That’s Chris Gimenez getting some work at first base along with Justin Smoak. Gimenez can play first, third and the outfield as well as catch.
Michael Brantley CF
Asdrubal Cabrera SS
Shin-Soo Choo RF
Carlos Santana C
Travis Hafner DH
Orlando Cabrera 2B
Travis Buck LF
Matt La Porta 1B
Jack Hannahan 3B
Justin Masterson RHP (1-0, 1.29 ERA)
Chone Figgins 3B
Milton Bradley LF
Jack Cust DH
Justin Smoak 1B
Miguel Olivo C
Adam Kennedy 2B
Brendan Ryan SS
Michael Saunders CF
Doug Fister RHP (0-1, 3.18)
Chone Figgins hit .373 in spring training, with a .448 on-base percentage. And when he started the season by going 2-for-5 with a homer and stolen base in the season opener in Oakland, then hit a double in his first at-bat in the second game, it seemed Figgins was poised for the fast start that eluded him last year.
But since that double off Brett Anderson on April 2, Figgins has gone 24 at-bats without getting a base hit, dropping his average to .100 (3-for-30).
Manager Eric Wedge says he’s not worried, pointing out the obvious: It’s way too early for that.
“You know what? It’s just a week,” he said. “Everything counts, don’t get me wrong, but ultimately, Chone is a fantastic player and a very good hitter. He had very good spring. He’s going to be fine.
“You’ve got maybe a couple of guys that maybe are pushing it a little bit. Everybody can just do what they can do. The only time you get into trouble is when you try to do a little bit more than that. We’ve got some good ballplayers, some good people on the club, and every now and then that’s going to happen.”
It may be early, but after the offensive misery of last season for the Mariners, it’s not too early to be concerned about some of the trends. In their current five-game losing streak, the Mariners have scored 13 runs (2.6 per game) and are hitting .206 (34-for-165). In four of those five games, they had six hits, which is not going to get it done.
Wedge said that in the midst of last night’s rout by Cleveland, he urged the Mariners hitters to keep battling for quality at-bats.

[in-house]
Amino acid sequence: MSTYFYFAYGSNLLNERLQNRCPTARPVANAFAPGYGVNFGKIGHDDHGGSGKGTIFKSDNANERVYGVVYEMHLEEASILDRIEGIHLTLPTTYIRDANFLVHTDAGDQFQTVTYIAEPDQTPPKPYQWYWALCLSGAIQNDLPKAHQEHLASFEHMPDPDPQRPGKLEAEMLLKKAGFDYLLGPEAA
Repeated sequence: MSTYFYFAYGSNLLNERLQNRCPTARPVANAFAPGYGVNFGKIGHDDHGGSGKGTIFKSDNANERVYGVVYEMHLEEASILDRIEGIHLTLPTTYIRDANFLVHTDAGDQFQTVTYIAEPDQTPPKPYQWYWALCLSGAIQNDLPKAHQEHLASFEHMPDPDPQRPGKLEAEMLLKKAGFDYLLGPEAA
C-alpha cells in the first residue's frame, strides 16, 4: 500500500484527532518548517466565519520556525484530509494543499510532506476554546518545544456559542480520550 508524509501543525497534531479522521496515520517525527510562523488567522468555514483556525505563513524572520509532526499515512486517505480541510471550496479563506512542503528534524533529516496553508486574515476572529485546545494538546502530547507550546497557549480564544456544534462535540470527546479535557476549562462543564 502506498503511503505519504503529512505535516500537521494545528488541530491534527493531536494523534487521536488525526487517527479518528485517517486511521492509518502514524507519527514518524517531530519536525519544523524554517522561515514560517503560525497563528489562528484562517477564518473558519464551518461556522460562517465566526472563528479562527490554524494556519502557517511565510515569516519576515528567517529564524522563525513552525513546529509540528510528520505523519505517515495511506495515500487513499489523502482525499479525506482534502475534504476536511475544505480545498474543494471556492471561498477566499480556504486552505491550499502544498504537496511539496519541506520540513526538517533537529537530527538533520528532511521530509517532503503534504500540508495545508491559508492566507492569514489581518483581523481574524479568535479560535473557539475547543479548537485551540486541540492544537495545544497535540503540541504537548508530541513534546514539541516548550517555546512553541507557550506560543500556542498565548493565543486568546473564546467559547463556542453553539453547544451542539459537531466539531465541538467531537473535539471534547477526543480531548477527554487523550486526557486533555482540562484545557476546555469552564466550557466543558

“When you get down like that, you can go one way or another, ” he said. “You can continue to compete, or you can cave into it. And we’re never going to cave into it. It’s just a friendly reminder to fight through at-bats, make sure you get something out of an at-bat.
“When it comes to an offensive team that’s continuing to mature and grow and develop, you have to fight through at-bats. You’ve got to work to have a quality at-bat. You’ve got to make good outs. A good out is about ultimately getting something out of that at-bat so you’re that much further along with your next at-bat. We’re a week into it. We’ve seen some good things and we’ve seen some things we need to get better with. That’s all part of it.”
The next step, Wedge said, “is just the consistency. It doesn’t happen over night. It’s one of the hardest things to do, obviously, to hit. You’ve all heard the clichés. But ultimately when you go out there, and you fight through a good at-bat and you compete, every individual has certain keys that allow that to happen. That’s for them to figure out and us to help them figure out.”
You probably noticed that Adam Kennedy is back at second base. That may be logical because Kennedy hits left-handed and Cleveland starter Justin Masterson is much tougher against righties than lefties. But the issue of Jack Wilson pulling himself out of Wednesday’s game continues to linger.
“We’re working through it,” Wedge said. “There’s a lot that happened yesterday, and it’s unfortunate that was such a focus yesterday. That’s one of the things that (ticked) me off about it. But ultimately, we’ll continue to work through it. When I feel like we’re to the point we can count on (Wilson), he’ll be back in there. I’ll let you know.”
Some progress was seemingly made Friday during a meeting between the two, after which Wilson called over reporters to say he wasn’t trying to disrespect Wedge by leaving the impression the manager had pulled him out of the game. Wilson seemed to understand more clearly why Wedge was so upset.
“I think so,” Wedge said. “He came in and talked to me after BP yesterday. That was the first step, and we’ll keep moving forward.”